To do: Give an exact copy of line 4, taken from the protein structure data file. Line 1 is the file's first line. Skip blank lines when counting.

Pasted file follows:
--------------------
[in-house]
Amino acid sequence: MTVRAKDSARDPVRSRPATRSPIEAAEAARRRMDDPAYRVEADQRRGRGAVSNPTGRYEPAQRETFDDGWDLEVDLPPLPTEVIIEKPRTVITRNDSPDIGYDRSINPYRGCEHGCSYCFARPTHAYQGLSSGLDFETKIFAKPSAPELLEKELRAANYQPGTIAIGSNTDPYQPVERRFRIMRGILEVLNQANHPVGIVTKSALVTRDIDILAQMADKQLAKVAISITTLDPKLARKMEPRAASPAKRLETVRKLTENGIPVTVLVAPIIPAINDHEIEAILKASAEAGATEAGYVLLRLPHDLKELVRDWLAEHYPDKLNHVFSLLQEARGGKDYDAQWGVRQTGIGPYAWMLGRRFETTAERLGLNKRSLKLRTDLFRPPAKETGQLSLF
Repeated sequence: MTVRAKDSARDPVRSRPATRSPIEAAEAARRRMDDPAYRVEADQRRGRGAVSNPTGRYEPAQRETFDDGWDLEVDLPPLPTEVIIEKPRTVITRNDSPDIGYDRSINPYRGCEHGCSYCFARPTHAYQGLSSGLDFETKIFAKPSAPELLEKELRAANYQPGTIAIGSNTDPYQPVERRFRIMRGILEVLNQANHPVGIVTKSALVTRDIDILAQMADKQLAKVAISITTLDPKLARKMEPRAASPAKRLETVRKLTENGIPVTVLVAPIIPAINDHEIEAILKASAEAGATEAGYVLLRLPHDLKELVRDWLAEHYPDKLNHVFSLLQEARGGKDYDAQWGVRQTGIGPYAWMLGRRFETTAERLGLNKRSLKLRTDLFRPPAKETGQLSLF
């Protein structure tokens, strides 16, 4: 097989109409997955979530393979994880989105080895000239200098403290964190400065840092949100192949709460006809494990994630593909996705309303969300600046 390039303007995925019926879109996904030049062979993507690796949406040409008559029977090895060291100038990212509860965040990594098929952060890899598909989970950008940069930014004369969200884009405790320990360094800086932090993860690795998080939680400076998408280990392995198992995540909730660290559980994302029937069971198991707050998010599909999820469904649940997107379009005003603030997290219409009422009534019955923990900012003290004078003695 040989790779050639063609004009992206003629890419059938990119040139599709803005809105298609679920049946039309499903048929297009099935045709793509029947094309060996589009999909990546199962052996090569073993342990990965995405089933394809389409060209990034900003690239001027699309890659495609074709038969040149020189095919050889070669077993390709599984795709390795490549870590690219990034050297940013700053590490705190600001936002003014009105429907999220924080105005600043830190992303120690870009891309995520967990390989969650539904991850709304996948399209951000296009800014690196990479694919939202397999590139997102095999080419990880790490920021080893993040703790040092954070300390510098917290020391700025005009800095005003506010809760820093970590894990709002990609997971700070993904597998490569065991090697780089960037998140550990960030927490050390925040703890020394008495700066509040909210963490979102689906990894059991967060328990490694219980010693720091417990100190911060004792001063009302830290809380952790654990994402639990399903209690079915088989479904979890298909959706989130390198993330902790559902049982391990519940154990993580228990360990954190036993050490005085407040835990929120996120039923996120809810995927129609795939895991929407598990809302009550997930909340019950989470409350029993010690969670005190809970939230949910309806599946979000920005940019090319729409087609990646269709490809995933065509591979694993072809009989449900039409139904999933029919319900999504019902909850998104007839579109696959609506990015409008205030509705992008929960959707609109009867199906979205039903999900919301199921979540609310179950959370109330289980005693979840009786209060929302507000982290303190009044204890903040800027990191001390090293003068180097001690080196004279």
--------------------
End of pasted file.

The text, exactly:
């Protein structure tokens, strides 16, 4: 097989109409997955979530393979994880989105080895000239200098403290964190400065840092949100192949709460006809494990994630593909996705309303969300600046 390039303007995925019926879109996904030049062979993507690796949406040409008559029977090895060291100038990212509860965040990594098929952060890899598909989970950008940069930014004369969200884009405790320990360094800086932090993860690795998080939680400076998408280990392995198992995540909730660290559980994302029937069971198991707050998010599909999820469904649940997107379009005003603030997290219409009422009534019955923990900012003290004078003695 040989790779050639063609004009992206003629890419059938990119040139599709803005809105298609679920049946039309499903048929297009099935045709793509029947094309060996589009999909990546199962052996090569073993342990990965995405089933394809389409060209990034900003690239001027699309890659495609074709038969040149020189095919050889070669077993390709599984795709390795490549870590690219990034050297940013700053590490705190600001936002003014009105429907999220924080105005600043830190992303120690870009891309995520967990390989969650539904991850709304996948399209951000296009800014690196990479694919939202397999590139997102095999080419990880790490920021080893993040703790040092954070300390510098917290020391700025005009800095005003506010809760820093970590894990709002990609997971700070993904597998490569065991090697780089960037998140550990960030927490050390925040703890020394008495700066509040909210963490979102689906990894059991967060328990490694219980010693720091417990100190911060004792001063009302830290809380952790654990994402639990399903209690079915088989479904979890298909959706989130390198993330902790559902049982391990519940154990993580228990360990954190036993050490005085407040835990929120996120039923996120809810995927129609795939895991929407598990809302009550997930909340019950989470409350029993010690969670005190809970939230949910309806599946979000920005940019090319729409087609990646269709490809995933065509591979694993072809009989449900039409139904999933029919319900999504019902909850998104007839579109696959609506990015409008205030509705992008929960959707609109009867199906979205039903999900919301199921979540609310179950959370109330289980005693979840009786209060929302507000982290303190009044204890903040800027990191001390090293003068180097001690080196004279």